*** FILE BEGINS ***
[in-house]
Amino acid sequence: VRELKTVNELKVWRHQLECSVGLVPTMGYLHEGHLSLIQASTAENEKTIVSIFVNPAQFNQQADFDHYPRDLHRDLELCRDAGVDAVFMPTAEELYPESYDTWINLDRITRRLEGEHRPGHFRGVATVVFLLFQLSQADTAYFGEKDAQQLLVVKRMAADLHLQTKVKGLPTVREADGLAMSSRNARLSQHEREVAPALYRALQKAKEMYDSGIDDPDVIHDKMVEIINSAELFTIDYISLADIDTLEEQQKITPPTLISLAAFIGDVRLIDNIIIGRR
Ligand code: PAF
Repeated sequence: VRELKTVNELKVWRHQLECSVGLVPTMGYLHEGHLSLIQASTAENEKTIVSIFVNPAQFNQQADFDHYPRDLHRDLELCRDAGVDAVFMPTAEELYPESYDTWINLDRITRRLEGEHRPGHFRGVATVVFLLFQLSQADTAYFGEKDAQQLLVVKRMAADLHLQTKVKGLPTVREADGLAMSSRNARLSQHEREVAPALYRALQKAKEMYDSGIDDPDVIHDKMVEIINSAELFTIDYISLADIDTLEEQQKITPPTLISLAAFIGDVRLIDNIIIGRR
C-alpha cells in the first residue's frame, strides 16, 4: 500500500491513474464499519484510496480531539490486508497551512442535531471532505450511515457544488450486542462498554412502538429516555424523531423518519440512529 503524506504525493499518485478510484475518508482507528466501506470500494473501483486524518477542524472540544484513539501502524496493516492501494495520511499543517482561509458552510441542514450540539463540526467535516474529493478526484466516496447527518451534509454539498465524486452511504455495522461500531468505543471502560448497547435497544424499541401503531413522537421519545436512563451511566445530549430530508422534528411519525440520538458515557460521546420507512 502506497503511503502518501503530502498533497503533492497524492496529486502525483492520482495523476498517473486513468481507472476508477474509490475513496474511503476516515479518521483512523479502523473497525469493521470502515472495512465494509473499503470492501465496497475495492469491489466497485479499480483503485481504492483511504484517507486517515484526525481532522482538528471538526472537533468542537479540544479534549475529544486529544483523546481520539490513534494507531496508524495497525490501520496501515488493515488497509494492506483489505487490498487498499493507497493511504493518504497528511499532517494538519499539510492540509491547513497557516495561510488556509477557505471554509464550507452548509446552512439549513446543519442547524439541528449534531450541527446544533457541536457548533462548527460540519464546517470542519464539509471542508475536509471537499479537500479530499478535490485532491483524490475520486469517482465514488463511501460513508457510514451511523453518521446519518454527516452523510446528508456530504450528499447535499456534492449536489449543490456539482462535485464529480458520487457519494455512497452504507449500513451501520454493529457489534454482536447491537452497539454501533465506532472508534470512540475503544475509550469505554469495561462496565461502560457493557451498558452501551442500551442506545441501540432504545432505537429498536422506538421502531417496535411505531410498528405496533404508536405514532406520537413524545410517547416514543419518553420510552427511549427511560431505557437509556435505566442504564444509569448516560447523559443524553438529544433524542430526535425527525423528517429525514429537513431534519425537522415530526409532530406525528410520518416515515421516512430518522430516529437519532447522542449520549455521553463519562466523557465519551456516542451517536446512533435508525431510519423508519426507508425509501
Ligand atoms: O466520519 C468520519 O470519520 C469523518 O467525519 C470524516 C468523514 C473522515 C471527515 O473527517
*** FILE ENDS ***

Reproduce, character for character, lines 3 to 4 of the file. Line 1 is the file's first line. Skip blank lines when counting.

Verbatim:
Ligand code: PAF
Repeated sequence: VRELKTVNELKVWRHQLECSVGLVPTMGYLHEGHLSLIQASTAENEKTIVSIFVNPAQFNQQADFDHYPRDLHRDLELCRDAGVDAVFMPTAEELYPESYDTWINLDRITRRLEGEHRPGHFRGVATVVFLLFQLSQADTAYFGEKDAQQLLVVKRMAADLHLQTKVKGLPTVREADGLAMSSRNARLSQHEREVAPALYRALQKAKEMYDSGIDDPDVIHDKMVEIINSAELFTIDYISLADIDTLEEQQKITPPTLISLAAFIGDVRLIDNIIIGRR